"We are closer to G-d when we are asking the questions, than when we think we have the answers" Heschel

Saturday, February 27, 2010

To drink or not to drink?

FNQ – 5 q's of the week

With Purim only a few hours away we will all once again be faced with the ever burning and provocative question: To drink or not to drink? I think that many approach this issue in the wrong way. First of all, it isn't really a Halachic issue. That is, since there is support for everything from total abstention to total inebriation, with no clear consensus, a person has the rare opportunity to do whatever he chooses. Secondly, this is a personal choice since alcohol affects each person differently. Whether or not your Rebbe, best friend or anyone else drinks on Purim should have no impact on your own decision. These are four questions you should ask yourself before drinking alcohol on Purim. The 5th question is of a more personal nature and I will try to answer it on Tuesday.

  1. How does drinking alcohol effect you? (do you become subdued, out of control, abusive, or very holy)

  1. Is the environment you will be drinking in conducive to a spiritually positive Purim experience?

  1. Will you be around others for whom your drinking, and how you may act, could be uncomfortable and or embarrassing?

  1. Will there people around that you can depend on to help you in case your inebriated state requires it? (getting home, cleaning up vomit, etc...)

  1. Will I succeed this year in experiencing a Purim induced alcoholic high and thus merit entering the inner sanctum and Holy of Holiest which is buried deep inside of me (and inside each and every Jew)?
What do you think?

Binyamin – always looking for a good question


  1. Getting drunk on Purim so as not to distinguish between Haman Ha Rasha and Mordichai Ha Tzadik seems paradoxical to me. Purim is the quintessential battle of good over evil. It is everything that Torah teaches us. Why then would we consider it a mitzvah to place ourselves in a state of inibriation so as not to know the difference between good and evil? It is unconvincing to me that alcohol, which not only dulls the senses, but actually kills brain cells and clouds our judgment, can place one in what you have referred to as the "inner sanctum of Holy of Holiest". In fact, what excessive alcohol does is quite the opposite; it lowers us to the level of a beheima as we loose control of our speech, slurr our words, slow our reflexes and effect our ability to distinguish right from wrong. If we think about it, it was Achashverosh and Hamen who drank to inibriation at the multi-day parties, while the Jews were m'sameach on festive meals following the death of Haman and his 10 sons. We are told in Parshat Zachor to remember what Amalek did to us and later to erase his name, but not his actions against us from our memories. How can we do that if our minds are dulled to the point of an inability to differ between the goodness of Mordichai and the evil of Haman, the direct descendent of Amalek. Purim is a day where we should actually celebrate being triumphant over evil by being fully cognizant of the power of good. We should need nop coercion to be joyous through the use of alcohol. Purim Sameach. May our joy be great and natural.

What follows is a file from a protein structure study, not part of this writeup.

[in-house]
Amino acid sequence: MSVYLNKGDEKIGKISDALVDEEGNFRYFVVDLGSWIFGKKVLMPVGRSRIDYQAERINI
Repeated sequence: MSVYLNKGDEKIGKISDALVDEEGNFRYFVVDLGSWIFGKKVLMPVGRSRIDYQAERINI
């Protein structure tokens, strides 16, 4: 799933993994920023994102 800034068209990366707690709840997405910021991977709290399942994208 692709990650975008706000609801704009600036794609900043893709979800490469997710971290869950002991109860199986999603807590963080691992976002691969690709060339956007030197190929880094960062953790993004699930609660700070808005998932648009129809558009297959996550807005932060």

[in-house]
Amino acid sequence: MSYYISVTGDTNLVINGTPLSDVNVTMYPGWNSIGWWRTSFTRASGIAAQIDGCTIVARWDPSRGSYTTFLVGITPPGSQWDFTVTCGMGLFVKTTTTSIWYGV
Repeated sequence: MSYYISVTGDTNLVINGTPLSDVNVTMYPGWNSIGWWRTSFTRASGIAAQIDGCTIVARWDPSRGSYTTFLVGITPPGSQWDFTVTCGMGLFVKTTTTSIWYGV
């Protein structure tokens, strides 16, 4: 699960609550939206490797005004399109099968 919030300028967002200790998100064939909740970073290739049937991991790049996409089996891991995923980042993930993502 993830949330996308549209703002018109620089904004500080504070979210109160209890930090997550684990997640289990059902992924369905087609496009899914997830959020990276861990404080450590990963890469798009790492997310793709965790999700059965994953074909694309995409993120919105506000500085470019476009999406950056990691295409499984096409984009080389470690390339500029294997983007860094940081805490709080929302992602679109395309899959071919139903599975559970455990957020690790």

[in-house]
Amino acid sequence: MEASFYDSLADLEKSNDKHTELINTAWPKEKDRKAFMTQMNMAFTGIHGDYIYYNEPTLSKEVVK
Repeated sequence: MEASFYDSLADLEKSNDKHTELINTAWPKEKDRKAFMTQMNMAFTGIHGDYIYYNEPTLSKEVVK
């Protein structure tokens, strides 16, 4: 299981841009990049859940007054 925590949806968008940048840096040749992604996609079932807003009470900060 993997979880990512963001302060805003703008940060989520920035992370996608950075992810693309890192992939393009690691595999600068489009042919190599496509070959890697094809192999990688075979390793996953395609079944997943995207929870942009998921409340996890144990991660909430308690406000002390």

2. "...the quintessential battle of good over evil. It is everything that Torah teaches us."

    This is very true. The essence of Torah and the lives we are commanded to lead as men and women (since Adam in the garden) is to choose good over evil. And you (Mr. Anonymous), are correct that inebriation make choosing anything very difficult.

    Throughout the year we should be choosing good over evil and recognizing the victories when the good triumphs.

    On Purim we celebrate a aspect of these victories that is often glossed over - we don't *really* choose anything. As Paul Simon observed “God only knows; God makes His plans; the information's unavailable to the mortal man.” We choose our actions but we do not choose the outcome - so what are we really choosing. (See R' Jagger 23:4 "You can't always get what you want")

    Part of the miracle on Purim is that the characters did not know what would happen. There was no direct n'vuah to Mordechai of what he should do. Esther did not know that the King would spare her life. This lack of knowledge, and acting as best we can in spite, is part of what we celebrate on Purim.

    As such, the drinking and inability to distinguish is a valued aspect of the holiday. Sounds right?

  3. This is a very late response to your answer regarding drinking on Purim since Pesach is just around the corner. Unfortunately I have had precious little time to respond. WIthout being too lengthy, your response, while quaint, ignores one significant concept; namely, bechirah. According to your argument, G-D removes bechirah on Purim just so that one can get drunk. While I certainly respect the attempt, it sounds more contrived than Right. Yes, we do choose our actions and in the case of purposeful drinking with the goal of getting drunk, we also choose the outcome.